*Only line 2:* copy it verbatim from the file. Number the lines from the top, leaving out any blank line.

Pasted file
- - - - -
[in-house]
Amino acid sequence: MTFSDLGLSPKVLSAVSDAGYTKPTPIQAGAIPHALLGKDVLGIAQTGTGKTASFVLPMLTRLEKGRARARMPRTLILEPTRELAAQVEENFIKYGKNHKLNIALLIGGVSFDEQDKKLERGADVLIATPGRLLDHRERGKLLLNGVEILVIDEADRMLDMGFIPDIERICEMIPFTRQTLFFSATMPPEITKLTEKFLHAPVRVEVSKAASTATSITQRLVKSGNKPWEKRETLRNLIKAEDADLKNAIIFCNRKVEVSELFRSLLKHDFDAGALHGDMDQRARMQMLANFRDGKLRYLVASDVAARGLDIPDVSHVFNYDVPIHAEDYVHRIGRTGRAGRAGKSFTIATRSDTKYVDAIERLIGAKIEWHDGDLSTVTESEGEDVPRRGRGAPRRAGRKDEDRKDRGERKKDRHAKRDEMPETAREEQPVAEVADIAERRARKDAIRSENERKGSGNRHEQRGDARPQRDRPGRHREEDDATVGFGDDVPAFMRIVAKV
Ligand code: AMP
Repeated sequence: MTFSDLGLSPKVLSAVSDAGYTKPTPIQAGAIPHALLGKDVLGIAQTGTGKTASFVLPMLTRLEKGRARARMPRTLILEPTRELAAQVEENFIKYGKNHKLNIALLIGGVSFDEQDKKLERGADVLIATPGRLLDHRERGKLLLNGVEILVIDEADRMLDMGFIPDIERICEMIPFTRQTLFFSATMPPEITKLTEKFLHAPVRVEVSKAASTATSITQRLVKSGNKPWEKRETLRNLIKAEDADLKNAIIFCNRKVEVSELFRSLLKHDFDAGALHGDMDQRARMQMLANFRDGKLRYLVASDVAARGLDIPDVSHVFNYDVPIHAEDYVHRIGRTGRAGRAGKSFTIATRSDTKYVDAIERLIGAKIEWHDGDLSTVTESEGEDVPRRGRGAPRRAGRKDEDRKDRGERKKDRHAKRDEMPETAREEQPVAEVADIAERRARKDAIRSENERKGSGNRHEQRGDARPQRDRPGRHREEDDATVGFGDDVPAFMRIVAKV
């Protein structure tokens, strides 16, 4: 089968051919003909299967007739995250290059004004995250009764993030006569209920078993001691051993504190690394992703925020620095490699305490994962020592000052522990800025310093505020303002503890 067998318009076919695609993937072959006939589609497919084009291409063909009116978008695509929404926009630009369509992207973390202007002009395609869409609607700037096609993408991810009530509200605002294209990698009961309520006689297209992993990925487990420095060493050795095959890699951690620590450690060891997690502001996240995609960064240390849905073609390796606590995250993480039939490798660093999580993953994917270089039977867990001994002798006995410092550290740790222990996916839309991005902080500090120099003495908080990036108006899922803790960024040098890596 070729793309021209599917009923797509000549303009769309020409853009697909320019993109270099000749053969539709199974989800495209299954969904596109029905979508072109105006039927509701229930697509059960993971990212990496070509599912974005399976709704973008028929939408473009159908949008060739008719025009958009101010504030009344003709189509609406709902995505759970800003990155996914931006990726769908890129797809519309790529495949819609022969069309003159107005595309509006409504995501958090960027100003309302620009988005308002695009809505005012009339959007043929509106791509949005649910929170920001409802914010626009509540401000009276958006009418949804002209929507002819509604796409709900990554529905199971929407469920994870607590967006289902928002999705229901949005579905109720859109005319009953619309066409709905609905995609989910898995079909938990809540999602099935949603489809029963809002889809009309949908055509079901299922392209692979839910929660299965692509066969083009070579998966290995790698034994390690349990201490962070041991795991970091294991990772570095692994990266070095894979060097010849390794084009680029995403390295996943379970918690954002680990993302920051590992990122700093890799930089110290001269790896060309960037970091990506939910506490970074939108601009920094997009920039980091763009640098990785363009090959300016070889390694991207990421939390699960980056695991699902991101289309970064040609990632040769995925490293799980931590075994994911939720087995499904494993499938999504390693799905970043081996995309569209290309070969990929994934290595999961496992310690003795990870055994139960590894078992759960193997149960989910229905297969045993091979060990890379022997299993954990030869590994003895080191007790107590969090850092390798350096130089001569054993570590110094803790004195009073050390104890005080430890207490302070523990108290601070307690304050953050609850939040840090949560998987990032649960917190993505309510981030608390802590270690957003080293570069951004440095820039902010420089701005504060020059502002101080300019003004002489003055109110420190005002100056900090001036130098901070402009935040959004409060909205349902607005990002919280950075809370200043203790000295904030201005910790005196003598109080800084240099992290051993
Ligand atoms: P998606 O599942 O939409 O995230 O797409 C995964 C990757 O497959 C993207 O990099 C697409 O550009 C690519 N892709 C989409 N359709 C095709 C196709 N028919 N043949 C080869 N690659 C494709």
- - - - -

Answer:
Amino acid sequence: MTFSDLGLSPKVLSAVSDAGYTKPTPIQAGAIPHALLGKDVLGIAQTGTGKTASFVLPMLTRLEKGRARARMPRTLILEPTRELAAQVEENFIKYGKNHKLNIALLIGGVSFDEQDKKLERGADVLIATPGRLLDHRERGKLLLNGVEILVIDEADRMLDMGFIPDIERICEMIPFTRQTLFFSATMPPEITKLTEKFLHAPVRVEVSKAASTATSITQRLVKSGNKPWEKRETLRNLIKAEDADLKNAIIFCNRKVEVSELFRSLLKHDFDAGALHGDMDQRARMQMLANFRDGKLRYLVASDVAARGLDIPDVSHVFNYDVPIHAEDYVHRIGRTGRAGRAGKSFTIATRSDTKYVDAIERLIGAKIEWHDGDLSTVTESEGEDVPRRGRGAPRRAGRKDEDRKDRGERKKDRHAKRDEMPETAREEQPVAEVADIAERRARKDAIRSENERKGSGNRHEQRGDARPQRDRPGRHREEDDATVGFGDDVPAFMRIVAKV